Using the new helper, the Assistant leverages Google Maps' location and points of interest (POI) expertise to provide fast, accurate places for all your users' location queries. Once the location details have been sorted out with the user, the Assistant returns the conversation back to your Action so the user can finish the interaction.

    So whether your business specializes in delivering a beautiful bouquet of flowers or a piping hot pepperoni pizza, you no longer need to spend time designing models for gathering users' location requests, instead you can focus on your Action's core experience.

    Let's take a look at an example of how Uber uses the askForPlace helper to help their users book a ride:

    We joined halfway through the interaction above, but it's worth pointing out that once the Uber action asked the user "Where would you like to go?" the developer triggered the askForPlace helper to handle location disambiguation. The user is still speaking with Uber, but the Assistant handled all user inputs on the back end until a drop-off location was resolved. From there, Uber was able to wrap up the interaction and dispatch a driver.


    Head over to the askForPlace docs to learn how to create a better user experience for your customers.

    Fewer introductions for returning users

    And to wrap up our new feature announcements, today we're introducing an improved experience for users who use your app regularly—without any work required on your end. Specifically, if users consistently come back to your app, we'll cut back on the introductory lead-in to get users into your Actions as quickly as possible.

    Today's updates are part of our commitment to improving the platform for developers, and making the Google Assistant and Actions on Google more widely available around the globe. If you have ideas or requests that you'd like to share with our team, don't hesitate to join the conversation.

    *Some countries are not eligible to participate in the developer community program, please review the terms and conditions

    Introducing the winners of the Actions on Google Developer Challenge

    Posted by Akansha Sharma, Product Marketing Manager

    This past year we worked hard to make the Google Assistant better for users and developers like you, but we also wanted to find new ways to reward you for doing what you love – building great apps for the Google Assistant.

    So at I/O 2017, we announced our first Actions on Google Developer Challenge encouraging you to build helpful, entertaining apps for the Assistant. Today, we're announcing the competition's winners, chosen from thousands of entries.

    • First Place: 100 Years Ago
      • What it's all about: Travel back in time 100 years and listen to an interactive radio show. Catch up on breaking news and hit songs circa 1917.
    • Second Place: Credit Card Helper
      • What it's all about: Credit Card Helper analyzes card features, customer reviews, reads the fine print and looks up Consumer Reports to help you find the best credit card offers.
    • Third Place: Planet Quiz
      • What it's all about: Learn about the solar system with this fun and educational game.

    In addition to the top three prize winners, we also selected winners among various categories including "best app by students," "best parenting app," "best life hack" and more. You can read up on all of the winners' apps here. Congratulations to our winners and to all those who submitted an app as part of the contest – we can't wait for users to check them out!

    Happy holidays and happy New Year. We can't wait to see what the next year has in store.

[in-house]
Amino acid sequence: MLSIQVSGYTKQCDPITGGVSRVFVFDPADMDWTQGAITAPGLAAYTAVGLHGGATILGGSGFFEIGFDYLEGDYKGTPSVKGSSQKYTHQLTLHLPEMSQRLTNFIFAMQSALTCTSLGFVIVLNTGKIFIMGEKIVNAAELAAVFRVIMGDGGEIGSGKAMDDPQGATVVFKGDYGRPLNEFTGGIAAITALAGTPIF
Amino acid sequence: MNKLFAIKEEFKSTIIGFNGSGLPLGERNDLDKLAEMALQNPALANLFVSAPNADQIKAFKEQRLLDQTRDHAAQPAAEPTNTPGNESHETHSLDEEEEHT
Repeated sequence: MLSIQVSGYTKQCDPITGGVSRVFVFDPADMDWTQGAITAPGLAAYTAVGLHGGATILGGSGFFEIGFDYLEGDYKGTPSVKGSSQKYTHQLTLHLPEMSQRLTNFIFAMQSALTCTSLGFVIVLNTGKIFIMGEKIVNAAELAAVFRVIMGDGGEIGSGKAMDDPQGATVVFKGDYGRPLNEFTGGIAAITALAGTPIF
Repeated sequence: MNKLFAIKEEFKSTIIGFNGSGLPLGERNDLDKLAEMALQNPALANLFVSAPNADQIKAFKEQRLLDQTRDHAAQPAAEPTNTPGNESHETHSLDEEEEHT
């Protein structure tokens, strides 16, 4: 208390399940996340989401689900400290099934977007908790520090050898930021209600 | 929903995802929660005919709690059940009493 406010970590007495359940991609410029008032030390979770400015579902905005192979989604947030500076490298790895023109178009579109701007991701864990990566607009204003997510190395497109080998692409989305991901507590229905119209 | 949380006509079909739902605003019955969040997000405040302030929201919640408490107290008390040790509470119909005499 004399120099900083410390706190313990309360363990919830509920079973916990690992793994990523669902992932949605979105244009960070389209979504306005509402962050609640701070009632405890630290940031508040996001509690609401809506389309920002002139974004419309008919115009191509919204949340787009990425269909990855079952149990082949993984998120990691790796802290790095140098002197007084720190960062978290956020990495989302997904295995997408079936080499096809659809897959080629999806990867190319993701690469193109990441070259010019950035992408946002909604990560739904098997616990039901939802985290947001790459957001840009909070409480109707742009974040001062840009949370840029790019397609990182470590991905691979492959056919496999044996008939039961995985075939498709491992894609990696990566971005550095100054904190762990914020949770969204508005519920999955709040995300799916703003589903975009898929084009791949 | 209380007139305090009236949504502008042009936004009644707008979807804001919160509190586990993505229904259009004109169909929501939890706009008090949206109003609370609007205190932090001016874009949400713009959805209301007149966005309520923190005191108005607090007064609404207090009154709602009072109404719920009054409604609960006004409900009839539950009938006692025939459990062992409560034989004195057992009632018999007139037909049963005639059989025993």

Be sure to follow us on Twitter and check out the Google Assistant developer community program to stay in the know for 2018!

    Learn more about the world around you with Google Lens and the Assistant

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    Looking at a landmark and not sure what it is? Interested in learning more about a movie as you stroll by the poster? With Google Lens and your Google Assistant, you now have a helpful sidekick to tell you more about what’s around you, right on your Pixel.

    When we introduced the new Pixel 2 last month, we talked about how Google Lens builds on Google’s advancements in computer vision and machine learning. When you combine that with the Google Assistant, which is built on many of the same technologies, you can get quick help with what you see. That means that you can learn more about what’s in front of you—in real time—by selecting the Google Lens icon and tapping on what you’re interested in.


    Here are the key ways your Assistant and Google Lens can help you today:


    • Text: Save information from business cards, follow URLs, call phone numbers and navigate to addresses.
    • Landmarks: Explore a new city like a pro with your Assistant to help you recognize landmarks and learn about their history.
    • Art, books and movies: Learn more about a movie, from the trailer to reviews, right from the poster. Look up a book to see the rating and a short synopsis. Become a museum guru by quickly looking up an artist’s info and more. You can even add events, like the movie release date or gallery opening, to your calendar right from Google Lens.
    • Barcodes: Quickly look up products by barcode, or scan QR codes, all with your Assistant.


    Google Lens in the Assistant will be rolling out to all Pixel phones set to English in the U.S., U.K., Australia, Canada, India and Singapore over the coming weeks. Once you get the update, go to your Google Assistant on your phone and tap the Google Lens icon in the bottom right corner.


    We can’t wait to see how Google Lens helps you explore the world around you, with the help of your Google Assistant. And don’t forget, Google Lens is also available in Google Photos, so even after you take a picture, you can continue to explore and get more information about what’s in your photo.

    Posted by Ibrahim Badr, Associate Product Manager, Google Assistant